EU ministers delve into the details of the pact to lower gas prices


The energy ministers of the countries of the European Union (EU) will immerse themselves this Tuesday in the technical details of the agreement to find immediate solutions that make gas and electricity cheaper, reached last Thursday by the Heads of State and Government of the Twenty-seven. Based on a proposal from the European Commission and on the lines agreed by the leaders, the ministers they will debate at the energy council scheduled this Tuesday in Luxembourg a series of temporary measures that contain the price of gas and electricity while structural solutions are prepared.

The presidents and prime ministers were negotiating for more than eleven hours on Thursday, until well into the early hours of Friday, to achieve a minimum agreement accepted unanimously by the twenty-seven capitals. The conclusions of the European Council contain the essential demands of the bloc of countries that calls for more daring to intervene in the marketswhere they are located France, Italy or Spainbut with enough clauses and safeguards to reassure the most immobile States, such as Germany or the Netherlands.

Although many of the measures in the regulation proposed by the Commission could be agreed upon in the Council of Ministers by qualified majority (55% of the Member States representing 65% of the EU population), a “gentleman’s agreement” prevails so that they are not adopted without the approval of Germany, the economic engine of the EU. If the ministers do not achieve the broad consensus that is demanded of them, the President of the European Council, Charles Michel, would convene an extraordinary summit to try overcome political obstacles. If they reach a loose agreement, it is expected that another extraordinary Council of Ministers will be held in November to finalize the details.

Joint purchases, savings and solidarity

The ministers will work with a regulation presented by the Commission that aims to fine-tune the future system of joint gas purchases, which will be voluntary character and it is expected to be operational after winter. In addition, the countries are also called upon to seek solidarity mechanisms in the event that a country runs out of gas and to further reduce energy consumption.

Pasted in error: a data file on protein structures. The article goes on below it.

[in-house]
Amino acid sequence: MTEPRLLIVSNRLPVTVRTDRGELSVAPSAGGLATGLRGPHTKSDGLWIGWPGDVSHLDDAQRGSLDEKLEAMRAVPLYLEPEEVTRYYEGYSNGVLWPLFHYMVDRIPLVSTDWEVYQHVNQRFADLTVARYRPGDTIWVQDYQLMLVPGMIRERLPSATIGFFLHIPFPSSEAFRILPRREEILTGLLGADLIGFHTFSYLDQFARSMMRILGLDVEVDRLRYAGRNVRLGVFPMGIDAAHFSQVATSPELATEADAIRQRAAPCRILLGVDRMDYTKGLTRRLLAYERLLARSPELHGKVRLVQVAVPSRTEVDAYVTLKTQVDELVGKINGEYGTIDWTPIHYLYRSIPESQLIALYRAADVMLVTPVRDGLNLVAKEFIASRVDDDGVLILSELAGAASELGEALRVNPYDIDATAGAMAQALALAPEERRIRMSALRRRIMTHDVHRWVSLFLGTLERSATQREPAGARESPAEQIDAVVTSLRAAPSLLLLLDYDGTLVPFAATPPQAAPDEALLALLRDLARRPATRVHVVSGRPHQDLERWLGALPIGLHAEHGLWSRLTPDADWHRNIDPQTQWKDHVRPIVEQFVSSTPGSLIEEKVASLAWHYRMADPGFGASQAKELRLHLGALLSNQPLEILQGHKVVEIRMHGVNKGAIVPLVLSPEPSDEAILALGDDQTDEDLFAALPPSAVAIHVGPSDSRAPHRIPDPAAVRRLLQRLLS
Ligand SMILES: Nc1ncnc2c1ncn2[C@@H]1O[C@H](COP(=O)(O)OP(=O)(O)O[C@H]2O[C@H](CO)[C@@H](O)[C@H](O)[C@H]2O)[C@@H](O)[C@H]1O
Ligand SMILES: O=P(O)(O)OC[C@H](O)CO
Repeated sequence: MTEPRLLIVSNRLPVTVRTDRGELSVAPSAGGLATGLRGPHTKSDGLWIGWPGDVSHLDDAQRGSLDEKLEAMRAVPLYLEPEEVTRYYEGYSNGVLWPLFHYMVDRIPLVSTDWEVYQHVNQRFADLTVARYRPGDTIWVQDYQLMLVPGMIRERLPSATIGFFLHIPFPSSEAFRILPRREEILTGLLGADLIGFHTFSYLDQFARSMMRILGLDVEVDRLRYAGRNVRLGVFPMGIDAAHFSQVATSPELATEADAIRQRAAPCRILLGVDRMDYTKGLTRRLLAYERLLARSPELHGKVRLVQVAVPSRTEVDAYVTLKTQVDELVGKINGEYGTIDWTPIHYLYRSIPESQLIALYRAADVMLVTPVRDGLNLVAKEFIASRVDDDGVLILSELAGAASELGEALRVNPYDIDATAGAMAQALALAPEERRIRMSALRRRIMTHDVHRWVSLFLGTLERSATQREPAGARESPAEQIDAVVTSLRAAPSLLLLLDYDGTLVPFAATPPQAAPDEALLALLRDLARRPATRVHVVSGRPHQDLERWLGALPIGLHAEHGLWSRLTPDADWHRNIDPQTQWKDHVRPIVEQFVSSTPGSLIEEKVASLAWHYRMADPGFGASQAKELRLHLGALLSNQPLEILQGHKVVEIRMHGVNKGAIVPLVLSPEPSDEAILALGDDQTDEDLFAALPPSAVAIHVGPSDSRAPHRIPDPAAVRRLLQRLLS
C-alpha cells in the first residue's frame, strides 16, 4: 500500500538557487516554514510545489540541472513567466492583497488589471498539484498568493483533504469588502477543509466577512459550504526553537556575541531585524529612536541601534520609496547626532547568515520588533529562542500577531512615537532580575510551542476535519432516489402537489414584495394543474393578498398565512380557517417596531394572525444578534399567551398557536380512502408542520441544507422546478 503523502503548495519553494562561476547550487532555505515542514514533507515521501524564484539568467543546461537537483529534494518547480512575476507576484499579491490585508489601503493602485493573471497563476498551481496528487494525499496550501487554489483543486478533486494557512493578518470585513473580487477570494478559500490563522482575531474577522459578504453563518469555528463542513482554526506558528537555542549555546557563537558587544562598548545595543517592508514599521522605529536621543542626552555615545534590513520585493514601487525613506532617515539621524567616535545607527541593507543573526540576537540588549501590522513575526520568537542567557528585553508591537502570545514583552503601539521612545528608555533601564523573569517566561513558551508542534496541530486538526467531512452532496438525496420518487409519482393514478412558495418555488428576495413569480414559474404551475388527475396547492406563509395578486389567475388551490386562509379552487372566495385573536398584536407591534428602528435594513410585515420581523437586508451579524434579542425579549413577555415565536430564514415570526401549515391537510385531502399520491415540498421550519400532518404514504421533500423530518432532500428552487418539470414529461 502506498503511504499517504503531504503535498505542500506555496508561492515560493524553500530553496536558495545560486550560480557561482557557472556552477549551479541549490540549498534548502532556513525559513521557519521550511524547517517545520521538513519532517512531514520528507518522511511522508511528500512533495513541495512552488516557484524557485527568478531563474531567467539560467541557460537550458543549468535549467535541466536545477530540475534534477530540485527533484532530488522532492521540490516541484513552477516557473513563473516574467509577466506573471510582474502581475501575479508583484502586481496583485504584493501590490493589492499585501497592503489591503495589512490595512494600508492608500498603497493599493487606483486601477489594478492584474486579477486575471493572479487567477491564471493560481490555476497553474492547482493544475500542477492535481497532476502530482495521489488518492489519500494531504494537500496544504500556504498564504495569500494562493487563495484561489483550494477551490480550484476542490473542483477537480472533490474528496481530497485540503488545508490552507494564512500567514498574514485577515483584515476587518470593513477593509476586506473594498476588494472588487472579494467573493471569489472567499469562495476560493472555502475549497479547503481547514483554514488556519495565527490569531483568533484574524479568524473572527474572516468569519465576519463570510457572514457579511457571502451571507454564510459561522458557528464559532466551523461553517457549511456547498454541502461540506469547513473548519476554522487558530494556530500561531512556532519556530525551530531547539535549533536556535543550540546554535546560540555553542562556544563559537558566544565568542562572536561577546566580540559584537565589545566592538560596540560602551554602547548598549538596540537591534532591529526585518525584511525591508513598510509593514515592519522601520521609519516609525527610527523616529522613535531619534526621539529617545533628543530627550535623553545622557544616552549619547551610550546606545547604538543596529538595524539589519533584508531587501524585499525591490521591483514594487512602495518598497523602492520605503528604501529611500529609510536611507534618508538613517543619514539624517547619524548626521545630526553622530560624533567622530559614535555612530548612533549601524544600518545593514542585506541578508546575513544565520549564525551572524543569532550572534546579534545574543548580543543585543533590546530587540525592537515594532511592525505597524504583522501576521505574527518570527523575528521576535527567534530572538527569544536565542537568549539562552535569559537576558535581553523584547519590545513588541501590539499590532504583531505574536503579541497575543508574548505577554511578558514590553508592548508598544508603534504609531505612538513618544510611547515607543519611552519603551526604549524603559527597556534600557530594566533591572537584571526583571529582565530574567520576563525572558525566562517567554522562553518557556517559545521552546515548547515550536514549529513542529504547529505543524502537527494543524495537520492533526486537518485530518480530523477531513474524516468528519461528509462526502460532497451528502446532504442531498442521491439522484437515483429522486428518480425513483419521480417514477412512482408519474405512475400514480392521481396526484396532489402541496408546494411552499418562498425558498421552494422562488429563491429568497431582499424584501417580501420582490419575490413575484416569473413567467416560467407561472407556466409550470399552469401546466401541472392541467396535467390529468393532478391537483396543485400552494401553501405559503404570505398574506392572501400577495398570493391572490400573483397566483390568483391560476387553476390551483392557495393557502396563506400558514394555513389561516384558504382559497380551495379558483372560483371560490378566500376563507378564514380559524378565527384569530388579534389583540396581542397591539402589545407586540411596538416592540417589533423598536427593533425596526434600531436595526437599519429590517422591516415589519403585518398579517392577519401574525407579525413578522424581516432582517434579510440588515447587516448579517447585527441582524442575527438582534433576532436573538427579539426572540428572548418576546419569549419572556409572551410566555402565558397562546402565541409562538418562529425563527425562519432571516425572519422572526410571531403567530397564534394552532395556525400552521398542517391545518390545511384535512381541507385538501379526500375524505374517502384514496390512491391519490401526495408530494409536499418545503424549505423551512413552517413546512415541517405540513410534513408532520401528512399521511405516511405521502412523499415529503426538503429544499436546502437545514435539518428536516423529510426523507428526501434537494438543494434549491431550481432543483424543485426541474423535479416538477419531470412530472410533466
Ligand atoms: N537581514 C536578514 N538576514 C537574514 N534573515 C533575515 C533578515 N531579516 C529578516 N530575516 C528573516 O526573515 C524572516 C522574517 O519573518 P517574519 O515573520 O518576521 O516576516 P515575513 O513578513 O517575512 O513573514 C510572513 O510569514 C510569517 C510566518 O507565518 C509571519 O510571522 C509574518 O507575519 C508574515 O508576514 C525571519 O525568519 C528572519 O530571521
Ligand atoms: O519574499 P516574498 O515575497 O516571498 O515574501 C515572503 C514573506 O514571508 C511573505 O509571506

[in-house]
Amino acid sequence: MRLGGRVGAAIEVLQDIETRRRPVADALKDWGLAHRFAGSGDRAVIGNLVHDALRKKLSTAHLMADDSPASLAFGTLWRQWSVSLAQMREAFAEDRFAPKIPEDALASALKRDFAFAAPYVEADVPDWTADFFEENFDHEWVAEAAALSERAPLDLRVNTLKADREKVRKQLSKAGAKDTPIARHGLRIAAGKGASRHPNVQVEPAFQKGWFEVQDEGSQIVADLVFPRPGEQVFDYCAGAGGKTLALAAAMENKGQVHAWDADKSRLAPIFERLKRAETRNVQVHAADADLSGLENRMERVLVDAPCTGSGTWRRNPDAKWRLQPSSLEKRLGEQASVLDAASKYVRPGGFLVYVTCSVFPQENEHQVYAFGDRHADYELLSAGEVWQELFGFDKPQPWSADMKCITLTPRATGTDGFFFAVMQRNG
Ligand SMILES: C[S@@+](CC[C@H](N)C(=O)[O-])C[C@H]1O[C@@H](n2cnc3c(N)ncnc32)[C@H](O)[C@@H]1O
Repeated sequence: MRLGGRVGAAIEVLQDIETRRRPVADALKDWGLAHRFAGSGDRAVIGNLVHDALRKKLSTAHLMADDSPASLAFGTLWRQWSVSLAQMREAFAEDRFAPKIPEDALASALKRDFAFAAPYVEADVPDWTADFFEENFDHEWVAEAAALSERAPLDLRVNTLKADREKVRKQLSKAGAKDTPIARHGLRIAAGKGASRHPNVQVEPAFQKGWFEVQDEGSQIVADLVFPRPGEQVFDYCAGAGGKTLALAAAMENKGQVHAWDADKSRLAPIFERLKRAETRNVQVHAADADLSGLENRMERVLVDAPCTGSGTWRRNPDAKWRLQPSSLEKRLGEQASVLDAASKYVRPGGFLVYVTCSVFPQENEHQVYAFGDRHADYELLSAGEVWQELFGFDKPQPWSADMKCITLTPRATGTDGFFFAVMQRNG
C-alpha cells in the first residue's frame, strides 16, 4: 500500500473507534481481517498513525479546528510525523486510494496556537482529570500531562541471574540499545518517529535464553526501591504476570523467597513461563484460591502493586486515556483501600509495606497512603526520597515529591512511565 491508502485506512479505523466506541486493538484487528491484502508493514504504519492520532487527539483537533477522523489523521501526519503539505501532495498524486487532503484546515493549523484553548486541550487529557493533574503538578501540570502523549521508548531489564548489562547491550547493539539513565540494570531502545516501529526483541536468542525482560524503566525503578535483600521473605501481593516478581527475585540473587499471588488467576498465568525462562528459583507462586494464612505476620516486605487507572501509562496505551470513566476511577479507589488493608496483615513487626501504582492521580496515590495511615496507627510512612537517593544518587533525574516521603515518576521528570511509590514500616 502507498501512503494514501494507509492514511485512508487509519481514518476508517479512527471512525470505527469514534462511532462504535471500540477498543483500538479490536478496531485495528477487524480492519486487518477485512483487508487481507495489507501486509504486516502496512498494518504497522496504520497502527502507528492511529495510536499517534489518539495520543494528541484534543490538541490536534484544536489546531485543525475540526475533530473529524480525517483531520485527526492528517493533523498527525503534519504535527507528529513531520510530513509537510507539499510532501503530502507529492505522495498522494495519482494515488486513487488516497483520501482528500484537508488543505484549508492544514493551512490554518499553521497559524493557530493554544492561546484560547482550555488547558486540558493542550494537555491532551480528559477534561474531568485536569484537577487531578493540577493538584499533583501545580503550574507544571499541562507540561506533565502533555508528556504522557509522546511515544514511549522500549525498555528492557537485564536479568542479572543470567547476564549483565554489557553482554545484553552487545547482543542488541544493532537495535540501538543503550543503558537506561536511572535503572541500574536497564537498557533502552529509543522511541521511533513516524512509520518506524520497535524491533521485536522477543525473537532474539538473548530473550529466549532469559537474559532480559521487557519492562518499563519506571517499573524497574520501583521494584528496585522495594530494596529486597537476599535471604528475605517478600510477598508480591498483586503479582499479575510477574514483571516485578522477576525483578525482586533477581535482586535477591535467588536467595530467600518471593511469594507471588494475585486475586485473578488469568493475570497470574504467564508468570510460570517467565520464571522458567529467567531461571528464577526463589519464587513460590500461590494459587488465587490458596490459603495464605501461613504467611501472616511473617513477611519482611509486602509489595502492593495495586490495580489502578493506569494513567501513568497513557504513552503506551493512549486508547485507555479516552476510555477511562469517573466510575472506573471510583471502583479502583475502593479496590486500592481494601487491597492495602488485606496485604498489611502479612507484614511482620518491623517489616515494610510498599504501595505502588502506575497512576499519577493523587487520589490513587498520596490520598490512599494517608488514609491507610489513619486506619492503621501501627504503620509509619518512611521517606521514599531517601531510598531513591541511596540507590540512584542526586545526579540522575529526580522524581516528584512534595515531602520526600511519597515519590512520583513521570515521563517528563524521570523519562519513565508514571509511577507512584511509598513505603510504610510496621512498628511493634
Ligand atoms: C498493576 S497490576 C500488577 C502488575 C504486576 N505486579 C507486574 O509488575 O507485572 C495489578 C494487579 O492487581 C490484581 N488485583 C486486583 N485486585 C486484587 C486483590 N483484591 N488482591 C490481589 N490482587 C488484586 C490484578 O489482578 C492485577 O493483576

gas prices

They will also try to advance in the design of a new index that adequately reflects the liquefied natural gas prices (GLN), an alternative benchmark to the Amsterdam TTF, which was representative for pipeline gas prices but does not respond correctly to the reality of the hydrocarbon arriving by ship, which is increasingly important in the EU. It is expected that they will also give the Commission the mandate to present, in the coming days, a formal proposal to create a “market correction mechanism” or “dynamic and temporary price corridor” to restrict the TTF index to which they are linked. most gas contracts in Europe.

Namely, would progress towards a price cap to imports which Berlin, The Hague and some Baltic and Nordic countries do not like because they fear that the suppliers will not accept to supply gas to the EU and that, in any case, would apply only until early 2023 the new GLN index goes live. However, prices on the TTF have fallen significantly from the record high 349 euros per megawatt hour (MWh) from August to 100 euros MWh this Mondaya decrease attributed in part to the warm temperatures in an EU with full gas deposits, although futures point to 145 euros/MWh in the first quarter of 2023. In parallel, it is also intended to create an “emergency brake” that allow the TTF to be frozen when it shows intraday volatility peaks, as occurs in the stock markets, an idea that generates less rejection in Germany and the Netherlands.

Iberian exception

Ministers will also explore the extension to the rest of the EU of the “Iberian mechanism”which limits the impact of gas on the formation of electricity prices through a cap on this hydrocarbon in the marginal system, at the expense of in 2023 the electricity market will be reformed in depth. This idea, which Spain and Portugal have approved until May 2023 and which makes electricity cheaper on the peninsula without charge to the public treasury, cannot be replicated with the same result in countries with less renewable energy and more gas in the electricity mix.

For this reason, the leaders agreed that before implementing the Iberian model at a European level, a cost benefit analysisthat guarantees be given that will not lead to an increase in gas consumption and to assess whether it could lead to countries outside the EU importing cheap electricity thanks to subsidies from community consumers.


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